Ralph Fiennes plays it safe with this elegant but sanitised take on the early years of ballet firebrand Rudolf Nureyev.
Film review by Phil de Semlyen
Aside from being one of the greatest dancers in ballet history, Rudolf Nureyev was a bit of a livewire. He was mates with Mick Jagger and Freddie Mercury, broke the jaw of a fellow dancer and lobbed a chair at film director Franco Zeffirelli. He was once called ‘an artist, an animal and a cunt’ by his own choreographer.
Maybe director Ralph Fiennes is saving those juicy chapters of ‘Rudolf Nureyev: The Life’, the biography ‘The White Crow’ is adapted from, for an explosive sequel. With this restrained biopic, he and screenwriter David Hare have gone with the drier origin story, from his rural boyhood (his family’s poverty double-underlined by a bleached-out colour palette) to Soviet poster boy to Cold War defector in 1961.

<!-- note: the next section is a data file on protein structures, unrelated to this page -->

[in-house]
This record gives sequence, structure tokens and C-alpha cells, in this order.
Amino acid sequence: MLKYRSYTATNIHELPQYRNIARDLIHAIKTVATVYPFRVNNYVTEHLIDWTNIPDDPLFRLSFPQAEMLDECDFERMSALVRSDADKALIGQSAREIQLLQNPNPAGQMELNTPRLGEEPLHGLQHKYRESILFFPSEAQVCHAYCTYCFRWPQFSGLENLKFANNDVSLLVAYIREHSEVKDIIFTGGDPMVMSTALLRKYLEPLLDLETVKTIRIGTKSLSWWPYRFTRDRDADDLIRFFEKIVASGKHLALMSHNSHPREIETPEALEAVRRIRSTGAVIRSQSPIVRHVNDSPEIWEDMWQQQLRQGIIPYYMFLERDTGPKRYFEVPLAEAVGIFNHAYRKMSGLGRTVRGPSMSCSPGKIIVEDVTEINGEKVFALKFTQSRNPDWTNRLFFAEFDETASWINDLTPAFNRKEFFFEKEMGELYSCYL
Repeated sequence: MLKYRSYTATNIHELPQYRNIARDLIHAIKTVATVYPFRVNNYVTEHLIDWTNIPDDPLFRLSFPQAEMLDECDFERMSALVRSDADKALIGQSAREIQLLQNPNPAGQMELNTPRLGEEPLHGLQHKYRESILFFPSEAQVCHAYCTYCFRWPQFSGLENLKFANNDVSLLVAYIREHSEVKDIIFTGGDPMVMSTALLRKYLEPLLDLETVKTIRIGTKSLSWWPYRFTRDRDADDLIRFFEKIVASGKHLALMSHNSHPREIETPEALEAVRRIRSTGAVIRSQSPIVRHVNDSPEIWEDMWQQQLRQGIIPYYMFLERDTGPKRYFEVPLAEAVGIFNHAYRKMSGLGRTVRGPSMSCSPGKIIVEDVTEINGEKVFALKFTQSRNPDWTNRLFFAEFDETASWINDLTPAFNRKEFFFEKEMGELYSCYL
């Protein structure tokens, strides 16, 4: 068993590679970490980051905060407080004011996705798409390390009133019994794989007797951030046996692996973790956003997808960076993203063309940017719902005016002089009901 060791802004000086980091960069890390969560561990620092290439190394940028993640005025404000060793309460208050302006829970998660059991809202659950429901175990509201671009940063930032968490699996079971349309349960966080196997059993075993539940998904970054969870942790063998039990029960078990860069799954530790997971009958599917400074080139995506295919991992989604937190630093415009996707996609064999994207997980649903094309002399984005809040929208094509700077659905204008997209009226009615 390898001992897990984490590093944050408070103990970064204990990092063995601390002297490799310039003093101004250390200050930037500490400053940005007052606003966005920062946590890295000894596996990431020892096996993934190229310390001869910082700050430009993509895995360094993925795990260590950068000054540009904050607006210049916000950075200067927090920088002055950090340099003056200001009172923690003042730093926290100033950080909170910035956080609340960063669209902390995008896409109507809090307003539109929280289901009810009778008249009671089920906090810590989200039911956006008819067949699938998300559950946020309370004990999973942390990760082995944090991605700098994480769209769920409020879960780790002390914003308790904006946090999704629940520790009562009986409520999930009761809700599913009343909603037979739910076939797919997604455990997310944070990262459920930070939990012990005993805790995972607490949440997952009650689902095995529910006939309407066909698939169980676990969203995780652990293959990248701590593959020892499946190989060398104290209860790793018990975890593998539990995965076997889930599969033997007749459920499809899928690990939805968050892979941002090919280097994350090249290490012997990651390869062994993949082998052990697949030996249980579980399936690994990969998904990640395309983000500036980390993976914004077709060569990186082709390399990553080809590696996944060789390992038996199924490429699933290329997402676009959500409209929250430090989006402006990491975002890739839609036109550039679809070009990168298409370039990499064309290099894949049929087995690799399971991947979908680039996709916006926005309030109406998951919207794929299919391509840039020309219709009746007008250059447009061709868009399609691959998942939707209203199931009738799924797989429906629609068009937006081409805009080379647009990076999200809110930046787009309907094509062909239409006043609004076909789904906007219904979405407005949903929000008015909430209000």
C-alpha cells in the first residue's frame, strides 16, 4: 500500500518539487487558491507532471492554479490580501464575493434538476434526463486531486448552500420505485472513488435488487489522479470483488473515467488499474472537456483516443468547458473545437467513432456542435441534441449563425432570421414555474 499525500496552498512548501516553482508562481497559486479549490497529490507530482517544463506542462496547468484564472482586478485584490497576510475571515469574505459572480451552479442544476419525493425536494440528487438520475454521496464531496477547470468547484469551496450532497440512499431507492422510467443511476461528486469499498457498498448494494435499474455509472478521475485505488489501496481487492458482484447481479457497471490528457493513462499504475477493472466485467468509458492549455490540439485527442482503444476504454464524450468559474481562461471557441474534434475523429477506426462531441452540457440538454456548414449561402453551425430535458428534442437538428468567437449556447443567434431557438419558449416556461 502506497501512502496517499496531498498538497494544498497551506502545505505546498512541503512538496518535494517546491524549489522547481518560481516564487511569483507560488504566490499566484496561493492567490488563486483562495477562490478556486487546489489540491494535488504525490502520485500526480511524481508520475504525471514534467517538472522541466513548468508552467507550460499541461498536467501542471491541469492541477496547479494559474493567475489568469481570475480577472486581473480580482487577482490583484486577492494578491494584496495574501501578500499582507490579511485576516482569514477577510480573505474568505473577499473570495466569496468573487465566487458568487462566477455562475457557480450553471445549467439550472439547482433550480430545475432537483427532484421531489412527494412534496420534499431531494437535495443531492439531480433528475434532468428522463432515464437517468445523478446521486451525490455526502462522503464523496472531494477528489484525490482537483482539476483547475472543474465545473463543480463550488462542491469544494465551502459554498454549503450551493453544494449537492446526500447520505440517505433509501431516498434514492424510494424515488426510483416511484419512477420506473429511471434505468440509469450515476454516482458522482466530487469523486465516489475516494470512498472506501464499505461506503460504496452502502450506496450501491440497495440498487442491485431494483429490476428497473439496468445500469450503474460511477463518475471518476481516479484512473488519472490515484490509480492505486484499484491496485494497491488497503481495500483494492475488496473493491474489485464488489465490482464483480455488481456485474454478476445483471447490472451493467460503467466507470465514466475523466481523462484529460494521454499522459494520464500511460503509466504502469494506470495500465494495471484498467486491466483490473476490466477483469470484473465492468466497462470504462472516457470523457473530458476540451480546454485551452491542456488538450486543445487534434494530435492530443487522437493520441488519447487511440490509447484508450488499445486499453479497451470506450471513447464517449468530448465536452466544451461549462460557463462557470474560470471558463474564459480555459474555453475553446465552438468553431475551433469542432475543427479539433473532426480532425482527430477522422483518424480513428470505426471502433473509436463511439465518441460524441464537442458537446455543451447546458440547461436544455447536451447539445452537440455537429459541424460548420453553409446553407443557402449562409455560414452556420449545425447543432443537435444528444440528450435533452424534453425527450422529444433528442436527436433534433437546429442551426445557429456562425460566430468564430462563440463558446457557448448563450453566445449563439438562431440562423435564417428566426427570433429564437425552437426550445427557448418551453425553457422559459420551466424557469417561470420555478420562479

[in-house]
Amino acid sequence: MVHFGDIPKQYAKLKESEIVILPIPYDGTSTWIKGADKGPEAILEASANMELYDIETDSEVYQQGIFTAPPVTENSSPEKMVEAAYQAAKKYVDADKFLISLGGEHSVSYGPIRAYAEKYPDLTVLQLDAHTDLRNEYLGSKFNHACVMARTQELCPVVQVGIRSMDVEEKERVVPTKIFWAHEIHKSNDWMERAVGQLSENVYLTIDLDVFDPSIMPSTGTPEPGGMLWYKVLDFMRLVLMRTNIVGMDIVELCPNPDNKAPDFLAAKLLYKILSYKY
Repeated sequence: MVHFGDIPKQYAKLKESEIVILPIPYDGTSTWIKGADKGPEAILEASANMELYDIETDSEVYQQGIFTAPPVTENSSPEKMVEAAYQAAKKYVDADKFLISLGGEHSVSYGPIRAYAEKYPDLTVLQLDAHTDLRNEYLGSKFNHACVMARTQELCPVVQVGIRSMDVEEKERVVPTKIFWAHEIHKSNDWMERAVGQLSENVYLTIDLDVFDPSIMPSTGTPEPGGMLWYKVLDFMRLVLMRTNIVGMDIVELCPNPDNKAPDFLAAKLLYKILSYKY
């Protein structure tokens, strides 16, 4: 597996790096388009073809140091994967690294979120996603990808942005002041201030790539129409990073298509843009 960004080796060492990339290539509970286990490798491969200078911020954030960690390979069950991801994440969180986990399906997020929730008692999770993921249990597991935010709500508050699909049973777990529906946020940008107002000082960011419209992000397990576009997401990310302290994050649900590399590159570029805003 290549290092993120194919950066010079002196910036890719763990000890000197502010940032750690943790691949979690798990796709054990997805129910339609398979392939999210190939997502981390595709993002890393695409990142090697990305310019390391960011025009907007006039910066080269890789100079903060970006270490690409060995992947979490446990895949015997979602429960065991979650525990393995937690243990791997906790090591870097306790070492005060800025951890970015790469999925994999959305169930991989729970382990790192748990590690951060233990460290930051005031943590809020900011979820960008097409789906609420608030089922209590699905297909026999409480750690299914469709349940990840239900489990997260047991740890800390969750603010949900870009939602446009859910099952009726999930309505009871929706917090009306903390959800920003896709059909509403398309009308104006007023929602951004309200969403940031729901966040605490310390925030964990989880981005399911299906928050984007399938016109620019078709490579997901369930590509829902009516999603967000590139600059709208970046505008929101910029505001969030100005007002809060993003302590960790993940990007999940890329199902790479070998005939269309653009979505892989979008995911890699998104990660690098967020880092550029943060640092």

The film dots between those three timelines, lingering longest in the Paris of the early ’60s where Nureyev first made his name as a touring dancer. In concert, they provide some neat psychological insights into the man. His birth on the Trans-Siberian Railway, for instance, parlays into an endearing citywide quest to find an expensive toy train set. Here was a man who effectively wanted to buy back his own childhood.
It’s elegantly shot, the ballet scenes soar and dancer Oleg Ivenko is a real find in his acting debut, bringing a combustible mix of curiosity, ego and boyish petulance to the role. But it lacks the sinewy power of the man himself and Bohemian Rhapsodies his sexual appetites to the point where you’d be hard-pressed to tell that he was gay. A bit less grace and a bit more grunt would have been welcome.
Cast and crew
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